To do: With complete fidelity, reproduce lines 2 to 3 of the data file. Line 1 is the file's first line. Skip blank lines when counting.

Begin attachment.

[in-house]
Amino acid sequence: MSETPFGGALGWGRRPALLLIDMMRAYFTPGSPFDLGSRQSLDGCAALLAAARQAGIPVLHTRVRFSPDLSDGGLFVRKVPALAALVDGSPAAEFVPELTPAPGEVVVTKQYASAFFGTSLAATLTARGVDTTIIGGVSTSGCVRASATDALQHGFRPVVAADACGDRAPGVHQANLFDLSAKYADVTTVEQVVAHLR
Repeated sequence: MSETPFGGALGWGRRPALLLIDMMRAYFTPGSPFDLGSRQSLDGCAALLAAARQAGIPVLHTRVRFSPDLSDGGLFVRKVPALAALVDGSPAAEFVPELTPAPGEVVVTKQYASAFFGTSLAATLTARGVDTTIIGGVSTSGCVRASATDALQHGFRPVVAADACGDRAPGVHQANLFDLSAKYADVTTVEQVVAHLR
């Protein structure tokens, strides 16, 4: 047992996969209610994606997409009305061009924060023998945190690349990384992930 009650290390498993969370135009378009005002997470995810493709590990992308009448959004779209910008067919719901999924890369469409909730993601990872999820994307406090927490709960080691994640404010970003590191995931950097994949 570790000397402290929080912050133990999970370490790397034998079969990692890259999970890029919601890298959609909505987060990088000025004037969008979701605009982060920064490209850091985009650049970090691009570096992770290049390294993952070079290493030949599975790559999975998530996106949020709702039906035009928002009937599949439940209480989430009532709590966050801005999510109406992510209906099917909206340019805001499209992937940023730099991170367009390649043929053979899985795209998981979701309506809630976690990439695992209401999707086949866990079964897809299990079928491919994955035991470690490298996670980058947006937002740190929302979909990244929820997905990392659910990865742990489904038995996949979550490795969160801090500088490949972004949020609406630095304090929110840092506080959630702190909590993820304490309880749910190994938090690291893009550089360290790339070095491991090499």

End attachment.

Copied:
Amino acid sequence: MSETPFGGALGWGRRPALLLIDMMRAYFTPGSPFDLGSRQSLDGCAALLAAARQAGIPVLHTRVRFSPDLSDGGLFVRKVPALAALVDGSPAAEFVPELTPAPGEVVVTKQYASAFFGTSLAATLTARGVDTTIIGGVSTSGCVRASATDALQHGFRPVVAADACGDRAPGVHQANLFDLSAKYADVTTVEQVVAHLR
Repeated sequence: MSETPFGGALGWGRRPALLLIDMMRAYFTPGSPFDLGSRQSLDGCAALLAAARQAGIPVLHTRVRFSPDLSDGGLFVRKVPALAALVDGSPAAEFVPELTPAPGEVVVTKQYASAFFGTSLAATLTARGVDTTIIGGVSTSGCVRASATDALQHGFRPVVAADACGDRAPGVHQANLFDLSAKYADVTTVEQVVAHLR